Qualified Professional Asset Manager (QPAM)
What It Is:
How It Works/Example:
The Employee Retirement Income Security Act of 1974 (ERISA) sets the requirements for becoming a QPAM. Generally, QPAMs must be RIAs (meaning they are properly licensed as investment advisors with the Securities and Exchange Commission) with at least $85 million of assets under management and at least $1 million of partners' or shareholders' equity. Banks, insurance companies, and other regulated institutions can become QPAMs.
QPAMs generally represent pension plans when those pension plans want to partake in private placement transactions. The QPAM's primary job is to vet the private placement on behalf of the pension plan. QPAMs also might help plans invest in real estate or other nontraditional investments.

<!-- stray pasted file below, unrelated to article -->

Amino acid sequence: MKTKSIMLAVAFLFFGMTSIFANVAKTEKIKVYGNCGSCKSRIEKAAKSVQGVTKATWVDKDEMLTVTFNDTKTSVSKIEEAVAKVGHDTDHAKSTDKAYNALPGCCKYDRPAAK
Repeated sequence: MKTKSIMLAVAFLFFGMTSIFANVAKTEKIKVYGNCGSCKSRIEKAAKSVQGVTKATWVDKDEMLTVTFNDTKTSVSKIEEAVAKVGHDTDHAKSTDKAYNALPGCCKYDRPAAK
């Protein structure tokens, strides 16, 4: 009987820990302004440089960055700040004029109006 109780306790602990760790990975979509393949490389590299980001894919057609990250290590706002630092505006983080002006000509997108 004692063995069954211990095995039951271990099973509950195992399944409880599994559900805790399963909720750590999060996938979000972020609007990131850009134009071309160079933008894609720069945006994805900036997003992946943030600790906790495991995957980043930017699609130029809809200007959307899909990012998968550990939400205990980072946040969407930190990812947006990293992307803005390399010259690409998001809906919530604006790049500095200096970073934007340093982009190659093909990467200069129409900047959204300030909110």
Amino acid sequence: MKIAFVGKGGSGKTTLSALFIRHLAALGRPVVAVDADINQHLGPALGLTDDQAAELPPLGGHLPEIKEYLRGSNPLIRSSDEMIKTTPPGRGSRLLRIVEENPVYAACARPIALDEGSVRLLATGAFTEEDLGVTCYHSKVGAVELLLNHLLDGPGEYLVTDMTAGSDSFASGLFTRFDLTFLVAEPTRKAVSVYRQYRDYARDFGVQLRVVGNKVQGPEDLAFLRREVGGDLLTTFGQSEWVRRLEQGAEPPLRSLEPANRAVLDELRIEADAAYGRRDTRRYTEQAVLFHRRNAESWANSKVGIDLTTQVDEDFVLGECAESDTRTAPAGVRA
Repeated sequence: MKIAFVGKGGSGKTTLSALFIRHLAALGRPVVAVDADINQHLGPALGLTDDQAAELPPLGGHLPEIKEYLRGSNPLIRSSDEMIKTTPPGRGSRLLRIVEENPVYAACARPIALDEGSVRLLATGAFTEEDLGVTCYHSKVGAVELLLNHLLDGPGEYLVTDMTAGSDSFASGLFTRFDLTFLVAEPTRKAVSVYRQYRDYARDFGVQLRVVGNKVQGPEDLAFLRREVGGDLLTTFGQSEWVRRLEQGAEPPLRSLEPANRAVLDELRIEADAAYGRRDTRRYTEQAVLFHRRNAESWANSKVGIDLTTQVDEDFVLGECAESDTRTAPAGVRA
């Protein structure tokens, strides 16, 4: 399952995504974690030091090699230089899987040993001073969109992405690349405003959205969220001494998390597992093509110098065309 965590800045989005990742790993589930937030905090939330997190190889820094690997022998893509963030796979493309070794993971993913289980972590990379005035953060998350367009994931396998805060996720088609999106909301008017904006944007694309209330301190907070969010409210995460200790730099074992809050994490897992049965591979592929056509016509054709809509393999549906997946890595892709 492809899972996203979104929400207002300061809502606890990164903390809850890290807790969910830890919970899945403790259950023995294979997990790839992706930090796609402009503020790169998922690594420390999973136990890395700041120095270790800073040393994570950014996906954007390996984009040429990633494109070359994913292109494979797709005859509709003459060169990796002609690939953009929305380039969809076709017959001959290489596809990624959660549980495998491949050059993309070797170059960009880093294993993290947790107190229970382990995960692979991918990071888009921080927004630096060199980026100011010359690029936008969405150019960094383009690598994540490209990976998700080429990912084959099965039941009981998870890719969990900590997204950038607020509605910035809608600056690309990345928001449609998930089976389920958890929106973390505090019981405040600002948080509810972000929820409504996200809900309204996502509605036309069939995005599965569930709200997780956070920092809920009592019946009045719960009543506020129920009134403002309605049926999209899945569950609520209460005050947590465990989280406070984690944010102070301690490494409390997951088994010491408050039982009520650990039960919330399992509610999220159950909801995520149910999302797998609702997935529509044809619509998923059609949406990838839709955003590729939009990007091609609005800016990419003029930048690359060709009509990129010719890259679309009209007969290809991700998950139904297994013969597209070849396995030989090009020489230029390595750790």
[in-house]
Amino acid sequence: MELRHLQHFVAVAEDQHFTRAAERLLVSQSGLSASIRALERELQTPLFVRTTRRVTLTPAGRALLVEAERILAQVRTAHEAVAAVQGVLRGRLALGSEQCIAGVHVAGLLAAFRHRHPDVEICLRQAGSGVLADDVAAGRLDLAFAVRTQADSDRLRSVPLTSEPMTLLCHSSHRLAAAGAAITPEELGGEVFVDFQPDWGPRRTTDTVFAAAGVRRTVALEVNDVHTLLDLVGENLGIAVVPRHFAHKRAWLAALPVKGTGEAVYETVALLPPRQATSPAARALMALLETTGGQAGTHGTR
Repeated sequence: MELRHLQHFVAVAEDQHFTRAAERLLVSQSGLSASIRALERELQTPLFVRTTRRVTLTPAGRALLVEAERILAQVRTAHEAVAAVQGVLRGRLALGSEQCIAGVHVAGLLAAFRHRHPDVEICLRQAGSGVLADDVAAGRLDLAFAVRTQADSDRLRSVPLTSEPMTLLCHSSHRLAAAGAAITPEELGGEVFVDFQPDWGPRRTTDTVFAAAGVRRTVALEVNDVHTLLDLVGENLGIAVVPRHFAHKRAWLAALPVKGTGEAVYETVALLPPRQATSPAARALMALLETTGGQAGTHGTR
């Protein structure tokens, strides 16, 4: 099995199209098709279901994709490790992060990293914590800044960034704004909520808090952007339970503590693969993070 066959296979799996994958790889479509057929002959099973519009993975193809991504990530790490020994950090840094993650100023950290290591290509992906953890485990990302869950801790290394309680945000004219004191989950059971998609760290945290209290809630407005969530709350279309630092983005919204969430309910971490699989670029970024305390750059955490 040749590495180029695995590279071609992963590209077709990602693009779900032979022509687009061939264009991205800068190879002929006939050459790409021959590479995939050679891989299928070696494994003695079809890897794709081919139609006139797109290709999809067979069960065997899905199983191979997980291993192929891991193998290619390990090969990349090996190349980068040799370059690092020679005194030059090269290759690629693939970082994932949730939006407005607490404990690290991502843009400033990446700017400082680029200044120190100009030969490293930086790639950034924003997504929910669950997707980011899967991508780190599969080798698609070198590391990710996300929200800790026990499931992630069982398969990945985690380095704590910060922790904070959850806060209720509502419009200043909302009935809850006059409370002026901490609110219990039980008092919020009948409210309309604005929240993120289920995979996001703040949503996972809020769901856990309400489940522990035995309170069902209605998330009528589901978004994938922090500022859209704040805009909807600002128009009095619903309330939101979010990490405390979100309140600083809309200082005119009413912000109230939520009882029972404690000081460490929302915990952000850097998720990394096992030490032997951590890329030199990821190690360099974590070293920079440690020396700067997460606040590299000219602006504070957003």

Why It Matters:
When an investment fund or a retirement plan is managed by a QPAM, it can engage in transactions that ERISA usually prohibits. Additionally, because ERISA imposes significant fiduciary duties on pension plan trustees, hiring a QPAM eliminates the risk of trustees being held personally liable as long as they hire a QPAM prudently. However, the investment funds or retirement plans cannot engage in transactions with the QPAM itself or with parties that influence or control the QPAM.